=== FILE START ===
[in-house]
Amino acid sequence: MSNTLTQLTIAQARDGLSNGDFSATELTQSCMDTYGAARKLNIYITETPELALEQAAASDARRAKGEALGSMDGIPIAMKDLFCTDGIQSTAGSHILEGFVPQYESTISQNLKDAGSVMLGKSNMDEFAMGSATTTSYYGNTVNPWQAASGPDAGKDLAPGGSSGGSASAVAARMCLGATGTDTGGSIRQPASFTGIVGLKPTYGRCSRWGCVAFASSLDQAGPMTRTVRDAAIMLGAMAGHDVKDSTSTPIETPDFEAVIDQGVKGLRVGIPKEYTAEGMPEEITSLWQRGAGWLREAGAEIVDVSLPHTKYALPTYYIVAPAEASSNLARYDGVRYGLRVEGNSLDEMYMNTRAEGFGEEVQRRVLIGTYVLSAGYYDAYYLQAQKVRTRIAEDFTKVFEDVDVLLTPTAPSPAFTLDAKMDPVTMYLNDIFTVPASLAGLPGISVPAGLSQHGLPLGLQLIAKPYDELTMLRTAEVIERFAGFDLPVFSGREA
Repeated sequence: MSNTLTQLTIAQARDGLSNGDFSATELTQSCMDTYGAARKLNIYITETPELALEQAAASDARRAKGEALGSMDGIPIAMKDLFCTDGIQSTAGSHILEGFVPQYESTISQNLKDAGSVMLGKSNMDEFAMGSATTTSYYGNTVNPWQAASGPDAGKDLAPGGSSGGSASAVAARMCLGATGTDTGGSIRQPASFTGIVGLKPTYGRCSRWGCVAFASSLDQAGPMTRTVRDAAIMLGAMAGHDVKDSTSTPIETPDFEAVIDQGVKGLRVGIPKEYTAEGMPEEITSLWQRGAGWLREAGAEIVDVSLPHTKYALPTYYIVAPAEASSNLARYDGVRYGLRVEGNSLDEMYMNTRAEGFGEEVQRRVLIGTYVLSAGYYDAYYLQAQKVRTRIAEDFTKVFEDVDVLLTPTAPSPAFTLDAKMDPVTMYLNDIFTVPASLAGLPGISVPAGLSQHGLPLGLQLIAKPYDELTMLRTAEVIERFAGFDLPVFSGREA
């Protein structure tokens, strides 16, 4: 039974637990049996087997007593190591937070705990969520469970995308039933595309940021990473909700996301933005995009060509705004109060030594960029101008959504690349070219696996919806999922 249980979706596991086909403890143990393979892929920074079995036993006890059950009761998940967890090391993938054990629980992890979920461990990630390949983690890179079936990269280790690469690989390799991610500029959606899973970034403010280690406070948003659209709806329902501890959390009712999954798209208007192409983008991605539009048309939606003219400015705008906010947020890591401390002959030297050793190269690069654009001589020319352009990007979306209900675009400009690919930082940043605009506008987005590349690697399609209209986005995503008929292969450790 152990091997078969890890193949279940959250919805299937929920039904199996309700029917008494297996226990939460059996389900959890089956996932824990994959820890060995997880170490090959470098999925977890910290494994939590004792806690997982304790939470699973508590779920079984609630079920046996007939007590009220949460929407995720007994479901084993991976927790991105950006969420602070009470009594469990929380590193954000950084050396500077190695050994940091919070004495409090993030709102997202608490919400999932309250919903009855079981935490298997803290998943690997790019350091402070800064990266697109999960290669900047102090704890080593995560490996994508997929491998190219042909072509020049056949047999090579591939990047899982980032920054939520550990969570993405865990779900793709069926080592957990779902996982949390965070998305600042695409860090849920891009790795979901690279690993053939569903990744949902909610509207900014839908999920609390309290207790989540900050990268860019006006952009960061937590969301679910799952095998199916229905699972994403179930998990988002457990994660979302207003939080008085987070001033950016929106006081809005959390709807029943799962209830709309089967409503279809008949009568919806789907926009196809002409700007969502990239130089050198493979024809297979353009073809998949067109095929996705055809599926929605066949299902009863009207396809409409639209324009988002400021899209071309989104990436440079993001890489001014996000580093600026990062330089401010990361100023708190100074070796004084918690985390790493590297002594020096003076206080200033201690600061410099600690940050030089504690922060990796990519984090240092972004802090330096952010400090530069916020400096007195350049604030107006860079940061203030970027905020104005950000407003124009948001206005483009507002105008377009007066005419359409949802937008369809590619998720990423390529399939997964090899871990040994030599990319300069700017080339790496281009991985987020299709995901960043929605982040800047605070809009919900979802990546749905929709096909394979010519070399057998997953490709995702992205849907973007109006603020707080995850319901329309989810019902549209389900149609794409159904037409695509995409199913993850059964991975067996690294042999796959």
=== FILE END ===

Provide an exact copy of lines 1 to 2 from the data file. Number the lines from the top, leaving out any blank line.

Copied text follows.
[in-house]
Amino acid sequence: MSNTLTQLTIAQARDGLSNGDFSATELTQSCMDTYGAARKLNIYITETPELALEQAAASDARRAKGEALGSMDGIPIAMKDLFCTDGIQSTAGSHILEGFVPQYESTISQNLKDAGSVMLGKSNMDEFAMGSATTTSYYGNTVNPWQAASGPDAGKDLAPGGSSGGSASAVAARMCLGATGTDTGGSIRQPASFTGIVGLKPTYGRCSRWGCVAFASSLDQAGPMTRTVRDAAIMLGAMAGHDVKDSTSTPIETPDFEAVIDQGVKGLRVGIPKEYTAEGMPEEITSLWQRGAGWLREAGAEIVDVSLPHTKYALPTYYIVAPAEASSNLARYDGVRYGLRVEGNSLDEMYMNTRAEGFGEEVQRRVLIGTYVLSAGYYDAYYLQAQKVRTRIAEDFTKVFEDVDVLLTPTAPSPAFTLDAKMDPVTMYLNDIFTVPASLAGLPGISVPAGLSQHGLPLGLQLIAKPYDELTMLRTAEVIERFAGFDLPVFSGREA